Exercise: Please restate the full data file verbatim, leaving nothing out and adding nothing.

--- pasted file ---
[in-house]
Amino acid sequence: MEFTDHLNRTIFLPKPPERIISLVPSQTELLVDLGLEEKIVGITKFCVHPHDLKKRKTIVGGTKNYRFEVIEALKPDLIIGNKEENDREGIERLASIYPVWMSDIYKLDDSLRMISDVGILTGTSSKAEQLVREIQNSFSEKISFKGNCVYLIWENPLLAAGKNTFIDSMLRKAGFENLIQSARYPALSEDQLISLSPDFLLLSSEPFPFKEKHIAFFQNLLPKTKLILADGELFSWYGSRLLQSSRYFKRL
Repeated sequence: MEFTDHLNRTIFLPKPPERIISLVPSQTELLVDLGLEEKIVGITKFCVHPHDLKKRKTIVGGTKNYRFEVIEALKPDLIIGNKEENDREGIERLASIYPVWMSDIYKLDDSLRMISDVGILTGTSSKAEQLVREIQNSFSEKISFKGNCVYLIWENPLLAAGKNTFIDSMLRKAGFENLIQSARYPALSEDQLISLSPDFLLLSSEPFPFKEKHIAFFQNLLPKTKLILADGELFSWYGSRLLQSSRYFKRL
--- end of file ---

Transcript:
[in-house]
Amino acid sequence: MEFTDHLNRTIFLPKPPERIISLVPSQTELLVDLGLEEKIVGITKFCVHPHDLKKRKTIVGGTKNYRFEVIEALKPDLIIGNKEENDREGIERLASIYPVWMSDIYKLDDSLRMISDVGILTGTSSKAEQLVREIQNSFSEKISFKGNCVYLIWENPLLAAGKNTFIDSMLRKAGFENLIQSARYPALSEDQLISLSPDFLLLSSEPFPFKEKHIAFFQNLLPKTKLILADGELFSWYGSRLLQSSRYFKRL
Repeated sequence: MEFTDHLNRTIFLPKPPERIISLVPSQTELLVDLGLEEKIVGITKFCVHPHDLKKRKTIVGGTKNYRFEVIEALKPDLIIGNKEENDREGIERLASIYPVWMSDIYKLDDSLRMISDVGILTGTSSKAEQLVREIQNSFSEKISFKGNCVYLIWENPLLAAGKNTFIDSMLRKAGFENLIQSARYPALSEDQLISLSPDFLLLSSEPFPFKEKHIAFFQNLLPKTKLILADGELFSWYGSRLLQSSRYFKRL